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I read something about the announcement of Chromebook from Google and it seems that is heavily cloud-based OS, but I didn't understood if it works also offline.

Which activities can be done without a network connection?

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One of the problems with the marketability of the Chromebook -- that it only functions when connected to the Internet -- is also a misunderstanding. Google's Chrome OS doesn't have any locally installed apps like a word processor or spreadsheet manager, so many believe that Chromebooks are dependent on and useless without Wi-Fi or cellular data connectivity. But when Chromebooks ship on June 15, they'll come packaged with offline versions of Gmail, Docs, and Google Calendar.

Sundar Pichai, vice president of Chrome's product management, announced at the Google I/O developer's conference that the company has been using offline versions of Gmail, Docs and Calendar for months, and that not only will Chromebooks sport this feature, those three core services will be available offline to everyone this summer. Source - PC World

In Short: Yes, it has an offline support for three apps: gmail, calendar, and docs.

Additionally, 3rd party apps will also be able to build in offline support. Example

I should also mention that it has a card reader, and a built in media player. Meaning, if you have movies, music, or pictures on your SD card you can watch them regardless if you have a network connection or not.

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Really, Docs are available offline?… – T. Webster Dec 26 '11 at 0:47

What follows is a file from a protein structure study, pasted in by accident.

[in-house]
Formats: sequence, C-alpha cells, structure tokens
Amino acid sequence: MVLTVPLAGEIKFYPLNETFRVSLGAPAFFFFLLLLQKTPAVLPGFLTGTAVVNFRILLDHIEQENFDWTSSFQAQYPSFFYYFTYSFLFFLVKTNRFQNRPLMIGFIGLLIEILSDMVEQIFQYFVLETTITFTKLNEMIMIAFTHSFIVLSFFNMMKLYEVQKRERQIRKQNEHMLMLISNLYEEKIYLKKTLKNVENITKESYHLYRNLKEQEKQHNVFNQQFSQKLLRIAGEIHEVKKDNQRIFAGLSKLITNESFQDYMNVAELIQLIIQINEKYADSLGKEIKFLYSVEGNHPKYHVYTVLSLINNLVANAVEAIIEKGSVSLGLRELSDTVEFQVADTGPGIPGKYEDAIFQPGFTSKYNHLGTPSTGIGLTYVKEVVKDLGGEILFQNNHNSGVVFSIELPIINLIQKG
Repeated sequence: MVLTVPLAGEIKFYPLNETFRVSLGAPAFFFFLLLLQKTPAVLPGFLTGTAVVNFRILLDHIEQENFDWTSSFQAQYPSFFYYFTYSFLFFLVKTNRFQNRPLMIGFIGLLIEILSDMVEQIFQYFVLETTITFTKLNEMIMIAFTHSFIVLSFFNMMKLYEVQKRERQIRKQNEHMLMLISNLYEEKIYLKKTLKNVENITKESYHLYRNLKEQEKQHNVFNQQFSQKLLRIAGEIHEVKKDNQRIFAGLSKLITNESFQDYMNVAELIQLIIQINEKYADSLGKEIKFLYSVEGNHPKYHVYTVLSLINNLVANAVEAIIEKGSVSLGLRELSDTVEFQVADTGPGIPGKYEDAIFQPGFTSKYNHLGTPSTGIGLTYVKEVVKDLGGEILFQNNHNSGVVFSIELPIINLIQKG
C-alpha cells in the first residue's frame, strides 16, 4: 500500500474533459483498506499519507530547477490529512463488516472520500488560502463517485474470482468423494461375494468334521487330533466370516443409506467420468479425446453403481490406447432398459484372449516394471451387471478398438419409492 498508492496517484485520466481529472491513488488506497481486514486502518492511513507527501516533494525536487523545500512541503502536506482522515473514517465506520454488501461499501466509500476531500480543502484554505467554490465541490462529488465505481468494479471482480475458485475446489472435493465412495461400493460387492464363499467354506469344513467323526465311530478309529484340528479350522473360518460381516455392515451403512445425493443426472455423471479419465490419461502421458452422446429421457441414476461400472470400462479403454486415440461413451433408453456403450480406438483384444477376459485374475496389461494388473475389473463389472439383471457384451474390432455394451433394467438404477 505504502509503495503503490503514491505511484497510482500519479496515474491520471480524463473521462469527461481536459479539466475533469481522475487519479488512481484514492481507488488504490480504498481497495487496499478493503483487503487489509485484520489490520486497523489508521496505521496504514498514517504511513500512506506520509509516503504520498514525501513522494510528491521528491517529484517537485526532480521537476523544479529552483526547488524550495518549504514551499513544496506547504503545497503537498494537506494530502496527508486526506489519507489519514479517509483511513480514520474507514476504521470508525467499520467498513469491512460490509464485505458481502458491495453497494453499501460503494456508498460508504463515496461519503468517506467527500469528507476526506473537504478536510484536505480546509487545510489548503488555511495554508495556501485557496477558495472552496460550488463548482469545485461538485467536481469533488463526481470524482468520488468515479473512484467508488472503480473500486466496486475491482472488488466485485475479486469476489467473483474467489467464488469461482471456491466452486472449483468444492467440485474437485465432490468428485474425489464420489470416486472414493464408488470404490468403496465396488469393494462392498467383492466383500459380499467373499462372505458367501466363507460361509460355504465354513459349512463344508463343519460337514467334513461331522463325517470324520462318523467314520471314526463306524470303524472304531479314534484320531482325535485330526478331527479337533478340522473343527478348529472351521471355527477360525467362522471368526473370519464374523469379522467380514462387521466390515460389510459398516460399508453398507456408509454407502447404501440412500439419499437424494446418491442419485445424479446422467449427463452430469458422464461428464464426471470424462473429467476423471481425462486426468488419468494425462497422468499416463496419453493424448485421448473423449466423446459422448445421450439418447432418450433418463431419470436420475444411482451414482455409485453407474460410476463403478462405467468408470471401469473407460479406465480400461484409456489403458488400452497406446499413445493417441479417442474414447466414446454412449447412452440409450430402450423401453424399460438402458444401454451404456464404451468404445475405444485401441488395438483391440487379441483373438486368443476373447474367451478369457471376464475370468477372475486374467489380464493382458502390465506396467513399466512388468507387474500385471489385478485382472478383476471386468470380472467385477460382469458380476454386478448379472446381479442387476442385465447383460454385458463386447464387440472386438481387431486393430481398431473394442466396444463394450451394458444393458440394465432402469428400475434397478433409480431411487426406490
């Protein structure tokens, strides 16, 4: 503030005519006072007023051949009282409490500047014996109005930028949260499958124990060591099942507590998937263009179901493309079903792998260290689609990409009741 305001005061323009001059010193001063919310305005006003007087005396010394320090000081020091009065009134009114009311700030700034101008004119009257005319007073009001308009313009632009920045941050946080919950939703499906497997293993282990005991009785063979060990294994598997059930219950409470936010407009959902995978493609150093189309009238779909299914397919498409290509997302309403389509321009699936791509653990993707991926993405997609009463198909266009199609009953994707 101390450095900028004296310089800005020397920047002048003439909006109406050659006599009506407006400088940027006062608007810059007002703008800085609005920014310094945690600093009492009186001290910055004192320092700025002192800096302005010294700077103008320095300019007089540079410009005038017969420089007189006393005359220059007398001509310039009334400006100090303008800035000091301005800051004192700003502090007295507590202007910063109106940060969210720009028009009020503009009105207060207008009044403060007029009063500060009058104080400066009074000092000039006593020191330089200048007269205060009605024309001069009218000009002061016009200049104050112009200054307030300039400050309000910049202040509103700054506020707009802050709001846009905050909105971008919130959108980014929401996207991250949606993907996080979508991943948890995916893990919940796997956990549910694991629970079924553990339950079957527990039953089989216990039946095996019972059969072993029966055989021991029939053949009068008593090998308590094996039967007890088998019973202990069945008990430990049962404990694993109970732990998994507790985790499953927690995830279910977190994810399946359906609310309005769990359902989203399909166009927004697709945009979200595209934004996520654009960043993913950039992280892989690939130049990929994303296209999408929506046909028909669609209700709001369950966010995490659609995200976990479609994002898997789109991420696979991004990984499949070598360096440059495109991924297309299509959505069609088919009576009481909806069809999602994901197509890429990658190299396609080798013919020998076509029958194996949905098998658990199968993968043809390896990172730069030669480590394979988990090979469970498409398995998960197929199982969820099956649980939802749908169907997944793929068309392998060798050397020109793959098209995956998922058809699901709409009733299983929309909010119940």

Which activities can be done without a network connection?

Nothing. You can log in, if inclined use the terminal and write some text notes but apart from that nothing.

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There are a number of apps that feature offline functionality. There is a section or "collection" within the Chrome Web Store just for apps that will work offline.

This is the URL

Additionally, apps that feature offline functionality are indicated by a little lightening bolt icon.

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I experiment with Chrome Packaged Apps on my Chromebook and this is how I test my apps locally (before publishing to the Chrome Web Store):

  • go to chrome://extensions
  • check the "Developer mode" box
  • click "Load unpacked extension" and navigate into a folder containing a Chrome App
  • launch the app from the Extensions page or from the Chrome launcher.

The model is a little different from native apps for other platforms. Instead of compiling a binary executable for a particular platform, a Chrome App is written in HTML/JavaScript/CSS and uses the Chrome runtime and APIs, similar to Java apps running on the JVM.

An API list is here which may give you an idea of what kinds of activities are possible. Some notable examples that might surprise you:

  • serial port functions
  • filesystem
  • Bluetooth
  • text-to-speech
  • push messaging
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